Location: The Greater Houston Metro Area
8,950 posts, read 14,083,351 times
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I just used One Hour to replace my system with a 16 seer. I could have gotten the 14 seer for about $7K. Loved them!

281-469-9999
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Old 02-19-2012, 05:52 PM
 
Location: Houston area
1,408 posts, read 3,476,411 times
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5 ton seems way too strong. 3.5-4 ton would be more fitting. You might also want to consider swapping out all of the duct work. That might be older than your current a/c unless your home is only 18 years old.
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Old 02-19-2012, 08:12 PM
 
96 posts, read 198,225 times
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16 SEER is what most of the builders are putting in the new homes just hitting the market FWIW
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Old 02-19-2012, 08:44 PM
 
Location: plano
5,952 posts, read 7,490,732 times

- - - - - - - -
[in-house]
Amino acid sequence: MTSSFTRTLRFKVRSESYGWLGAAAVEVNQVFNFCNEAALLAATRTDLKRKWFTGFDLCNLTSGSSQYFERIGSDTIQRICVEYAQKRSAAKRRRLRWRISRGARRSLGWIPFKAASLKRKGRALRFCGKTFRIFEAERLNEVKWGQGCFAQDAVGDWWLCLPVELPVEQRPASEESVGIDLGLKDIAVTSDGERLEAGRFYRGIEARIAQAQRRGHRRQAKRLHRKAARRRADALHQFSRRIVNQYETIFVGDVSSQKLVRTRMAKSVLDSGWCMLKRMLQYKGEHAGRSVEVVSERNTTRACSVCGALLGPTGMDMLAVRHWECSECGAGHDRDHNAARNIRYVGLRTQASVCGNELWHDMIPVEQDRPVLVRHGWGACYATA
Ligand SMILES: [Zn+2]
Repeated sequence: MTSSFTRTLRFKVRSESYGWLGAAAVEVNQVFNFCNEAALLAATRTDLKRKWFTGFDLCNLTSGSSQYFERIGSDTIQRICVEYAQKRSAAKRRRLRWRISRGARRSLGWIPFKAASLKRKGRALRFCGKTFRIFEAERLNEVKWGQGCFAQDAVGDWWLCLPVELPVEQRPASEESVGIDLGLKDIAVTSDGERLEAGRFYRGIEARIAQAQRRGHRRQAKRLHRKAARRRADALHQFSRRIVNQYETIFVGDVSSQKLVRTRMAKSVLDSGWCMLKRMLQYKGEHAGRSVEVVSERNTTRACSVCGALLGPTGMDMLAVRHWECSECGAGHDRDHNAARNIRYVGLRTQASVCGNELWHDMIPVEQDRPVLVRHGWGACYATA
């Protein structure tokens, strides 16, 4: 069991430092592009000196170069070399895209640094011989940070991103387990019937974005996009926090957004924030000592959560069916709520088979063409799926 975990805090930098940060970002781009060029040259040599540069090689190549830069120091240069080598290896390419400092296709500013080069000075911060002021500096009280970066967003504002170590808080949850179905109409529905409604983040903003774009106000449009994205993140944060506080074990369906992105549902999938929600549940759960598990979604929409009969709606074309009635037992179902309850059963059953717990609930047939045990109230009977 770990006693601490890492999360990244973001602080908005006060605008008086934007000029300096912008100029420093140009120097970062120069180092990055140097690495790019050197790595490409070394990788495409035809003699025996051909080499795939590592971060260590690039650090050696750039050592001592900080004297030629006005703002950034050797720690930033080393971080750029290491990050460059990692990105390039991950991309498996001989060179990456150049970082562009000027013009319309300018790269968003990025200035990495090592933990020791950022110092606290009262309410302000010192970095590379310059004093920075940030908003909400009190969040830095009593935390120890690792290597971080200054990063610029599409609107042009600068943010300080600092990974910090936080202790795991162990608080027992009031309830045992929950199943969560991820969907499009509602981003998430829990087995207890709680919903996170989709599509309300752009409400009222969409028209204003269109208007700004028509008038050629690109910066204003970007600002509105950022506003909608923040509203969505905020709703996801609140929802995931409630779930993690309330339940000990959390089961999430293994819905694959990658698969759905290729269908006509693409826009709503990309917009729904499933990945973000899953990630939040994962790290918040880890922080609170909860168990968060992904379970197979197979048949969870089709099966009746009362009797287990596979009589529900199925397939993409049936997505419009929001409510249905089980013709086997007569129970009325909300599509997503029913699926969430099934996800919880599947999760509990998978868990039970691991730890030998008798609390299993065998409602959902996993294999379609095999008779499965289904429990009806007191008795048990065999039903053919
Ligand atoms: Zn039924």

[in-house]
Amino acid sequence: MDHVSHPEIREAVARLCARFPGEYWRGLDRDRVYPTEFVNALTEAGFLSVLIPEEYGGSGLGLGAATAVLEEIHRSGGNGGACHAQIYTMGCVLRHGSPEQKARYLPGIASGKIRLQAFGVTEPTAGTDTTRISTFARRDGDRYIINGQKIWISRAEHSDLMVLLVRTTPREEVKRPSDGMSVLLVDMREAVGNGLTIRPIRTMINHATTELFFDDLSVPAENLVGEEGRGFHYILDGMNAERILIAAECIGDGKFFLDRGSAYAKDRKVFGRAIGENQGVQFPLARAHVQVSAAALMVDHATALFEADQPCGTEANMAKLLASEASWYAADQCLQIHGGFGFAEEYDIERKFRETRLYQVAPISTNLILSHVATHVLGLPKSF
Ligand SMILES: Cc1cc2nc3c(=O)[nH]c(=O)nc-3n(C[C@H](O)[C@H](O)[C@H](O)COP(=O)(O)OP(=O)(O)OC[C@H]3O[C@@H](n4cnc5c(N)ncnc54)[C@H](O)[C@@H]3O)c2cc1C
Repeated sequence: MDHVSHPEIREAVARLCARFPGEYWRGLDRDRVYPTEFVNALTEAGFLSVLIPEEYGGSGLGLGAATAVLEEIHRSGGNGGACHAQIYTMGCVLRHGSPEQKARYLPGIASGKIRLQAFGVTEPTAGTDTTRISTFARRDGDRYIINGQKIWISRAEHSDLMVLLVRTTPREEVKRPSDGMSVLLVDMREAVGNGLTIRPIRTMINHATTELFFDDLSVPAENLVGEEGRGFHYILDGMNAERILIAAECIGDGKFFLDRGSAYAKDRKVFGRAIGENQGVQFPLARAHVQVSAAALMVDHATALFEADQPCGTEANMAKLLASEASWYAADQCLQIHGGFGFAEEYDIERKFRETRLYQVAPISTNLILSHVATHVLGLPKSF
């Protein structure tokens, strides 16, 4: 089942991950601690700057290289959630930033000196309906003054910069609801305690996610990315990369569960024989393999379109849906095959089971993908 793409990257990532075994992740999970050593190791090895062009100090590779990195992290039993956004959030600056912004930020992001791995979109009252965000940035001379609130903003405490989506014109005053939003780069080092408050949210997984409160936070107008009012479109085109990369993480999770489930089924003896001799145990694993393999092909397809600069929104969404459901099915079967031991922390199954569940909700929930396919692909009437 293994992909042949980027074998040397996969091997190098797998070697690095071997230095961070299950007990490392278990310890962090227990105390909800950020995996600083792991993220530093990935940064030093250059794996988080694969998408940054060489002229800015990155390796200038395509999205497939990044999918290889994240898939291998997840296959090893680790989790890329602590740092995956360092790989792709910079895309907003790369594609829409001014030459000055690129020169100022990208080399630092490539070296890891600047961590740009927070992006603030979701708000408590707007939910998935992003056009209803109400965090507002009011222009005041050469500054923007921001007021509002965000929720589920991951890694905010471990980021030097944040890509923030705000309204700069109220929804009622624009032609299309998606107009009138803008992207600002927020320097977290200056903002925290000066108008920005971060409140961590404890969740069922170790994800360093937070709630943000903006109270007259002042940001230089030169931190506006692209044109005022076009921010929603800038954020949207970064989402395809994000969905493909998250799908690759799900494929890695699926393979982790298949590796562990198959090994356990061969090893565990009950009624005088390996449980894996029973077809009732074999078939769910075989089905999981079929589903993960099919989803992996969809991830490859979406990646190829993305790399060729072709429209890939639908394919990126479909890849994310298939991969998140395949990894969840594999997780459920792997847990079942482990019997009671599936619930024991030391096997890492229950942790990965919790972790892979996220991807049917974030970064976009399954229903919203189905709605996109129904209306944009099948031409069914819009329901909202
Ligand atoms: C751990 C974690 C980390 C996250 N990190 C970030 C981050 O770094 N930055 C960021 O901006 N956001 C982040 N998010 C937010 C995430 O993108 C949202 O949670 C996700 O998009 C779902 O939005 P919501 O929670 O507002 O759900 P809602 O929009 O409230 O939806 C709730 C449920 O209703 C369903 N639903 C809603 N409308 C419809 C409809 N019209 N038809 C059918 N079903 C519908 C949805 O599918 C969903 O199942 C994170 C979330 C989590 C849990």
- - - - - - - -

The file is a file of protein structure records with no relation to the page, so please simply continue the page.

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I had 2300 sf downstairs in Houston and had a 5 ton ac for that space. I used central city air, they are higher priced them some but did a great job. The high SEER units get the efficiency from having a lower temperature drop across the unit. This results in higher humidity in the conditioned air, which isnt an issue in most places but can be in Houston. Central City uses a lower SEER unit with dual coil I believe they call it which allows you go get the big temp drop ideal in Houston. With lower humidity air, you feel cool with a higher temperature so you gain the efficiency by setting the air at a higher temperature which is comfortable with the lower humidity from their unit. Might give the a call for a different point of view/design.
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Old 02-19-2012, 09:34 PM
 
Location: League City
681 posts, read 1,535,732 times
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SEER has nothing to do with temperature drop. Any correctly operating unit regardless of SEER should have a temp drop across the indoor coil of around 15-20 degrees. You run into humidity issues when your system is oversized and doesn't run long enough to reach efficient operation and start to remove humidity from the air. If the company that installed yours told you that then I certainly recommend to the OP to avoid that one.
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Old 02-19-2012, 09:44 PM